In addition to making an selling her own cheeses, Scanlan represents three affineurs (ripeners): French importer Hervé Mons (winner of the Meilleur Ouvrier de France Fromager Affineur 2000), Swiss cheese affineur Rolf Beeler, and Guffanti, the Italian company named for the late Luigi Guffanti, based in Milan. “I work with the chefs and help them train the staff how to handle the cheeses and describe them to their customers in ways that make sense.”
At Gary Danko in San Francisco, for instance, Scanlan spent a full day showing the staff how to store and serve the individual cheeses on a cart that showcases as many as 20, including at least one produced by her. Several times a week, she works with the chefs to revise and replenish their supplies. The night I was there, I tasted a bouncy nettle-wrapped cow’s milk cheese from Cowgirl Creamery called St. Patrick; a remarkable Brescianella from the Piedmont region of Italy; a dry Asiago-style Serena from Three Sisters Dairy in Tulare, California (one of the best cheeses in California, according to Scanlan); and a classic French Bleu d’Causses from the Auvergne region.
For Daniel Humm, executive chef at Campton Place in San Francisco, Scanlan crafts a selection of cheeses heavy on the Alpine characteristics the Swiss born chef understands best. But she also provides him with a regular stream of her own cheeses. “I started adding ash to the Acapella because Daniel wanted that,” she says. When I ate there, Humm’s incredible selection of Lilliputian hors d’oeuvres included Scanlan’s most innocent fresh white cheese layered in a kind of napoleon between precisely squared tiles of Parmesan crisps. And one of the desserts was a tiny Scanlan crottin sprinkled with Maldon sea salt in a splash of pink pepper-spiked olive oil.
Long before she became the cheesemaker darling adored by the Bay Area’s most prestigious chefs, Scanlan, 38, was a scientist in her native South Korea. Awarded a degree in microbiology from the Korean Advanced Institute of Science and Technology when she was 20, she had hoped that a career in the life sciences might enable her “to understand something about the essence of life.”
“All sorts of advances were being made in genetic engineering at the time,” she recalls. “It was a very hot field.” But instead of touching the essence of life, Scanlan found herself working in a sterile biotech lab, synthesizing proteins so infinitesimal that she couldn’t see them, touch them, or otherwise sense their presence without the aid of scientific instruments. “I was very unhappy,” she recalls. So she sought solace in music and divided her time between the laboratory and the concert halls. “The first thing I did when I came to the United States [in 1993],” she says, “was to subscribe to the symphony.” And it was at the concert hall that she met her husband, James Scanlan, who at the time worked as an engineer for the manufacturer Bose stereo systems.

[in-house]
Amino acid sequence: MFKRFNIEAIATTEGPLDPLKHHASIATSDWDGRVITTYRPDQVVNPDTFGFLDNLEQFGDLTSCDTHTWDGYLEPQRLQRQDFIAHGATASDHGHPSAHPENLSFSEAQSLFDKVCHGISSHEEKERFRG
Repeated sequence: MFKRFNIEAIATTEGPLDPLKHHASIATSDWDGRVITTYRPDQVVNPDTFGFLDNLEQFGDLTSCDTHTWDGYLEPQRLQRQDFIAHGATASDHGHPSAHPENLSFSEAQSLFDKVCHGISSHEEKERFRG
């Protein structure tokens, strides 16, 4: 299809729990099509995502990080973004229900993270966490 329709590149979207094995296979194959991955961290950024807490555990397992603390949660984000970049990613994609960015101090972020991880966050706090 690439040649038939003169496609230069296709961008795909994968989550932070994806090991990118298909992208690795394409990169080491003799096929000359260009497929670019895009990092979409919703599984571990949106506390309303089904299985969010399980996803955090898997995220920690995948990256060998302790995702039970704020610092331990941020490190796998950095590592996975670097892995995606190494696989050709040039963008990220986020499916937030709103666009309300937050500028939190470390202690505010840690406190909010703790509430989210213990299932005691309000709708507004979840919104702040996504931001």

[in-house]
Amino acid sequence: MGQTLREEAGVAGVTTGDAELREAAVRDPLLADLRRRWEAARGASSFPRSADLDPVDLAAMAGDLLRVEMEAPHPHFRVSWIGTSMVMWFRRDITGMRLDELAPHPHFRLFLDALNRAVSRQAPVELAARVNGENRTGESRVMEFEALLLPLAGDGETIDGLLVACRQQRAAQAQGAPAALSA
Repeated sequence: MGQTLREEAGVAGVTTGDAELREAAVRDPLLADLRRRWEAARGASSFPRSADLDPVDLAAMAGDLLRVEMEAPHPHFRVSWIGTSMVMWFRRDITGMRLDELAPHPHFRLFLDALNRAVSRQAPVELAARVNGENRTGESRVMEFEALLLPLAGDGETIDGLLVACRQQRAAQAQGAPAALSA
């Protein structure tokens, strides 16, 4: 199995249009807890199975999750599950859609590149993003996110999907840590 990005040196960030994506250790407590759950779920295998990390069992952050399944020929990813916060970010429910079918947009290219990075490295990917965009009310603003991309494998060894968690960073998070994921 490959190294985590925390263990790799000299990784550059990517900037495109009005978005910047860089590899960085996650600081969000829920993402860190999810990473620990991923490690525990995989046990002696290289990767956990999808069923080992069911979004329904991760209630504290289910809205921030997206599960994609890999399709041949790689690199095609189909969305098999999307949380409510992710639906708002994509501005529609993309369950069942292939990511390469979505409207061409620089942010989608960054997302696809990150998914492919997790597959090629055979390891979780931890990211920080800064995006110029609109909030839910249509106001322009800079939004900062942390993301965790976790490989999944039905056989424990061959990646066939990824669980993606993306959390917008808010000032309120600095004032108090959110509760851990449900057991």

“When we had been together for a few months, he said to me, ‘You are so unhappy in your work. I want you to do something you love.’ He put his hands on my shoulders and said, ‘Just stop what you’re doing and think about what you really want to do. Take as long as you like. I’ll take care of you. You’re a small person. You don’t eat much. You don’t take up much room. Just let me take care of you until you know what you want to do.’”
“All I knew at that point,” she says, “was that I no longer wanted to pursue my career in science. So I became a housewife. I read books. I cooked and baked, and gradually I came to realize that I wanted to do something with my hands and with food.
“At the same time, I was becoming more and more aware of social issues. I thought about the farmers who gave up their farmland in Korea to developers and ended up in the city as poor laborers. And I saw the same thing happening her. Whenever farming becomes a corporate concern instead of a family concern, the level of brutality increase—not just for the people, but for the animals and for the land. So even though I was a city girl, raised in the world of academia, I was thinking about the animals an the land.”
Then came an epiphany. “Suddenly it was as if a light turned on, and I knew I would make cheese. I didn’t know how or where or what kind of cheese, but it was perfectly clear.”
That a Korean woman, steeped in a culture without any dairy tradition whatsoever, would suddenly develop a passion for cheese seems incongruous. But Scanlan spells it out very simply. Growing up in Seoul, where myriad forms of fermented vegetables constitute the national family of dishes known as kimchi, she was already familiar with the process of fermentation. “My mother always made her own soy sauce, and I was always fascinated with that process,” she says. “But there is more to it. Maybe it’s because I am Asian. But personally, even though I like to work and spend time alone, I have never felt like an individual as much as I have felt like a part of a larger social system. And the micro flora and fauna that transform milk into cheese are that way, too. They are not so much individual organisms as they are parts of systems working together.”